The effect loss of hearing has on overall health has been studied for years. Finding out what neglected hearing loss can do to your healthcare spending is the aim of a new study. As the cost of healthcare continues to escalate, the medical profession and consumers are looking for ways to lower these costs. A study published on November 8, 2018, says something as simple as managing your hearing loss can help significantly.
How Hearing Loss Affects Health
Untreated hearing loss comes with hidden risks, as reported by Johns Hopkins Medicine. Researchers spent 12 years following adults with anywhere from minor to severe hearing loss and discovered it had a significant effect on brain health. For example:
- Somebody with a severe hearing impairment has five times the risk of getting dementia
- Someone with moderate hearing loss triples their chance of getting dementia
- The risk of dementia is doubled in people with only slight hearing loss
The study shows that the brain atrophies at a faster pace when a person suffers from hearing loss. The brain needs to work harder to do things like maintaining balance, and that puts stress on it that can lead to injury.
Also, quality of life is affected. A person who doesn’t hear very well is more likely to feel anxiety and stress. Depression is also more likely. All these factors add up to higher medical expenses.
The Newest Study
The newest study published November in the Journal of the American Medical Association (JAMA) shows that not dealing with hearing loss is a budget buster, also. This study was also led by experts from Johns Hopkins in collaboration with AARP, the University of California San Francisco and Optum Labs.
They analyzed data from 77,000 to 150,000 people over the age of 50 who had untreated hearing loss. Individuals with normal hearing generated 26 percent less health care expenses than people who were recently diagnosed with hearing loss.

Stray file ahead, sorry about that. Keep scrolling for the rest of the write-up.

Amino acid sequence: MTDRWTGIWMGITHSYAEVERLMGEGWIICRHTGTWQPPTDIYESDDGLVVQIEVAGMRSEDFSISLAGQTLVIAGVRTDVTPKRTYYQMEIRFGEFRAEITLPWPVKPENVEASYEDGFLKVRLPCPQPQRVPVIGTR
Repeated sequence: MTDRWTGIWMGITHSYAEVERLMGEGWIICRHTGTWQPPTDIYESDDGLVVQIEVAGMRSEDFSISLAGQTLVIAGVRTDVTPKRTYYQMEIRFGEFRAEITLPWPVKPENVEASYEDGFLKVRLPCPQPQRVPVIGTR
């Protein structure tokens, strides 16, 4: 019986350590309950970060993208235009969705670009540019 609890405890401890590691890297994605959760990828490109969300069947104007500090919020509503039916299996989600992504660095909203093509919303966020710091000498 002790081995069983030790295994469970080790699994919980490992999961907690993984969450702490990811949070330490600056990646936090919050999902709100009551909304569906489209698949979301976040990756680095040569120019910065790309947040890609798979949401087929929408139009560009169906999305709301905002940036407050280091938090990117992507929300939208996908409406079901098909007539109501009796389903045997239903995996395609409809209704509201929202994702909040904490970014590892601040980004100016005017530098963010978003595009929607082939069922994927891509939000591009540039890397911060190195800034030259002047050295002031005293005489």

Over time, this number continues to grow. Over a ten year period, healthcare expenses increase by 46 percent. Those figures, when broken down, average $22,434 per person.
Some factors that are involved in the increase are:
- Lower quality of life
- Cognitive decline
A second associated study done by Bloomberg School indicates a link between untreated hearing loss and higher morbidity. They also found that people with untreated hearing loss had:
- 3.2 more diagnoses of dementia per 100 over the course of 10 years
- 6.9 more diagnoses of depression
- 3.6 more falls
The study by Johns Hopkins correlates with this one.
Hearing Loss is Increasing
According to the National Institute of Deafness and Other Communication Disorders:
- There’s considerable deafness in individuals aged 45 to 54
- Loss of hearing presently impacts 2 to 3 out of every 1,0000 children
- Hearing loss is prevalent in 55 to 64 year olds at a rate of 8.5 percent
- Approximately 15 percent of young people aged 18 have trouble hearing
For those aged 64 to 74 the number goes up to 25 percent and for people over 74 it goes up to 50 percent. Over time, those numbers are predicted to rise. By the year 2060, as many as 38 million people in this country may have hearing loss.
Using hearing aids can alter these figures, though, which the study doesn’t indicate. What is recognized is that some health problems linked to hearing loss can be decreased by using hearing aids. Further research is necessary to confirm if wearing hearing aids lowers the cost of healthcare. There are more reasons to wear them than not, without a doubt. To find out if hearing aids would benefit you, schedule an appointment with a hearing care specialist right away.